United Kingdom

How to help the homeless in cold weather

During the cold months, here’s how to help homeless people (Picture: Hollie Adams/Bloomberg via Getty Images)

As winter looms, it seems the weather is getting colder (and more extreme) with each passing day.

Major storms and cold, snowy spells can prove a challenge for anyone – even from the comfort of their own home.

But for homeless people, and those sleeping rough on the streets, it’s an unimaginable, impossible time – during which their health is more at risk than any other time of year.

If you see someone sleeping rough and are concerned about their welfare, it’s important to seek help.

How you can help homeless people when it’s cold

If you’re in England or Wales, the best thing to do if you see someone who is sleeping rough is contact Streetlink.

Essentially, this allows you to send an alert to a local outreach service – such as your Local Authority or a homeless charity, such as St Mungo’s.

They will then be able to locate the person sleeping rough to make sure they know about the support available to them.

You’ll need to provide the exact location of the person you’re worried about by describing the area, as well as pinpointing it on a map – plus what time of day you saw or interacted with them.

You’ll also need to provide a description of their appearance, name, age (if possible) and other identifying characteristics – to help the outreach service identify them.

If you need make contact now, send your Streetlink alert via their website. Or call 0300 500 0914.

Provide details of surroundings, location and the individual to help the outreach team find them (Picture: Getty)

This advice only applies to adults. If the person appears to be under 18, you should contact the police instead.

Call 999 in an emergency if you believe someone needs immediate medical attention.

Finally, you can contact your local council to make a report or ensure that someone you’ve spotted locally is getting support. Find the best contact number or email address on gov.uk.

Many local authorities and charities operate a Severe Weather Emergency Protocol (SWEP).

Created by charity Homeless Link, the protocol aims to get people off the streets and into emergency accommodation, which can help prevent deaths during extreme weather.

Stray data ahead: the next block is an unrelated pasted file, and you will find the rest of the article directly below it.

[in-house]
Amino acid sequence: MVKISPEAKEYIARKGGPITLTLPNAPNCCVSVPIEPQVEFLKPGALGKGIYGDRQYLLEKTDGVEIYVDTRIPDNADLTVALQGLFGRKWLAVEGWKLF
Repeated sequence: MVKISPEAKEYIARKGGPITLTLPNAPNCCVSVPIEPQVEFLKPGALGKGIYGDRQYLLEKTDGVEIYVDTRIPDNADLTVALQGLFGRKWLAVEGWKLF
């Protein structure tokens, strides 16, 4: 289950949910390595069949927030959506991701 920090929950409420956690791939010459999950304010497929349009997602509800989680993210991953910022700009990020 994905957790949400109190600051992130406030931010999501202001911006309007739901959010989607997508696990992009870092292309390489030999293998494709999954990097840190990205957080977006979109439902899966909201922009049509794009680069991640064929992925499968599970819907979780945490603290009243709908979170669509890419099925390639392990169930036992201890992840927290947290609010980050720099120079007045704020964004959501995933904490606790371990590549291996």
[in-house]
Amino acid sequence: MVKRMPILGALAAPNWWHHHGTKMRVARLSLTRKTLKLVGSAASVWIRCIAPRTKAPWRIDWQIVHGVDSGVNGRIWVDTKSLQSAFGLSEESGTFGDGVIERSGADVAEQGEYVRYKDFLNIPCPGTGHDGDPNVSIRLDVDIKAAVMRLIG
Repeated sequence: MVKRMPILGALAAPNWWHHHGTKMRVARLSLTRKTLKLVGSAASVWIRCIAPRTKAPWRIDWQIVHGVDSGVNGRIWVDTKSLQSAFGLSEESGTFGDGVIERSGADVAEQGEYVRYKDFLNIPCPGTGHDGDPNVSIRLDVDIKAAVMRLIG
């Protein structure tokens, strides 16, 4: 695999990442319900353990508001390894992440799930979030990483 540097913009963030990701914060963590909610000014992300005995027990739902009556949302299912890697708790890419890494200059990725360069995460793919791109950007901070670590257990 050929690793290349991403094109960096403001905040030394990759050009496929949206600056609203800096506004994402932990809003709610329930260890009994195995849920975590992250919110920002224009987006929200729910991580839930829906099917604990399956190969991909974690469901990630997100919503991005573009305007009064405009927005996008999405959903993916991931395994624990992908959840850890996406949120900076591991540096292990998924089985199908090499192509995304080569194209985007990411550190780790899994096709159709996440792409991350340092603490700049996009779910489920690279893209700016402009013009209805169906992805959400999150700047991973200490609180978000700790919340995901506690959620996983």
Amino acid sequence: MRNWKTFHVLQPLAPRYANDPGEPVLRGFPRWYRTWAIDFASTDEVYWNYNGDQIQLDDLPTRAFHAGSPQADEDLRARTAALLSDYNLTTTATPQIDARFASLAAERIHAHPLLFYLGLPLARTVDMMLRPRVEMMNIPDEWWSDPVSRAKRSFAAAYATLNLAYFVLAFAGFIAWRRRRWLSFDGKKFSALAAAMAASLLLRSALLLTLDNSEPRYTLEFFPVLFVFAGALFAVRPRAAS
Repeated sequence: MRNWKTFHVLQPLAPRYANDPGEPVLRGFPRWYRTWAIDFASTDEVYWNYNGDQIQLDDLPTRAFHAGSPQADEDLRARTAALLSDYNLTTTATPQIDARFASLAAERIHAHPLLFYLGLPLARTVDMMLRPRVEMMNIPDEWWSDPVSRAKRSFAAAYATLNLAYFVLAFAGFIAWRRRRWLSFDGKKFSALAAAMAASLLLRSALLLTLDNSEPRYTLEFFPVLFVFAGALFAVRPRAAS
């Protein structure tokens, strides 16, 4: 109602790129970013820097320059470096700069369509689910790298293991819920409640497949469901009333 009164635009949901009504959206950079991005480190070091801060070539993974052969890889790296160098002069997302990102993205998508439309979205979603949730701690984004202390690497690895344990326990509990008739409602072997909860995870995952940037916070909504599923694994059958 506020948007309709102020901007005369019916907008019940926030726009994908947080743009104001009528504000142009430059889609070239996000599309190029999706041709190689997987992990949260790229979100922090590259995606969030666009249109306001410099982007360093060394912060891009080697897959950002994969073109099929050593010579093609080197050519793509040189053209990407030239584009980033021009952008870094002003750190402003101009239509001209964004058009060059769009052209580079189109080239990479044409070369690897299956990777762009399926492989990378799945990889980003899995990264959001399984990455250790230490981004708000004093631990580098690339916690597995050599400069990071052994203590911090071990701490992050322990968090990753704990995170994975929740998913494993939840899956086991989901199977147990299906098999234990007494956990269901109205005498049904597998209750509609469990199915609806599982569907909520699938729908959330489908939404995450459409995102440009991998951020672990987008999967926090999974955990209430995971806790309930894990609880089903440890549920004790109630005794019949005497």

So, they should have a plan in place to provide assistance to local homeless people.

Other ways to help the homeless this winter

Donate unused coats, blankets and sleeping bags (Picture: Getty)

If you want to do your part in tackling homelessness in the long term, there are other ways to help during winter – and throughout the year.

Donate coats and blankets

Got a coat you never wear? Donate them to a charity like Wrap Up UK.

Not in your area? Find your local homeless shelter, or a similar service, via Homeless Link, or visit the Salvation Army clothing bank to see what they currently need.

Likewise, blankets, sleeping bags and warm clothing are much-needed donations.

Offer warm drinks/food

If you want to offer something to a rough sleeper directly, you can always ask if they would like anything to eat or drink.

Speak to them first to ensure it’s something they want or need, and Shelter also says it’s okay to provide blankets, or warm clothing – as long as you’re sure it’s Covid-safe.

If you can’t offer anything, you can always offer a friendly hello, check they’re alright and contact Streetlink.

Donate to a charity or volunteer

Alternatively, you can make a donation to a homelessness charity, which will go towards providing shelter and food.

There are a number of UK charities you can donate to, including (but not limited to):

Many of these charities may be open to volunteers who have time, rather than money, to spare.

Visit their official websites above for further details on what’s needed – for example, Crisis advertises local volunteering opportunities across the UK.

Doctors, nurses, hairdressers, podiatrists, pharmacists, physiotherapists and kitchen staff are just a few of the people needed.

Drivers, advice-sharing volunteers and general helping hands are also valued.

Another way to help is by subscribing to The Big Issue, a magazine working to end homelessness.

Often, homeless people will work as vendors for the magazine – you can buy issues directly from them, or subscribe online.

MORE : You can buy a candle that ‘Smells Like Capitalism’ for £2,021 – with all proceeds going to homelessness charity

MORE : The youth homelessness problem: ‘I went from being at home in my own bed one night, to being in a hostel’

MORE : Barber who overcame homelessness urges teens to Pick a Trade Not a Blade

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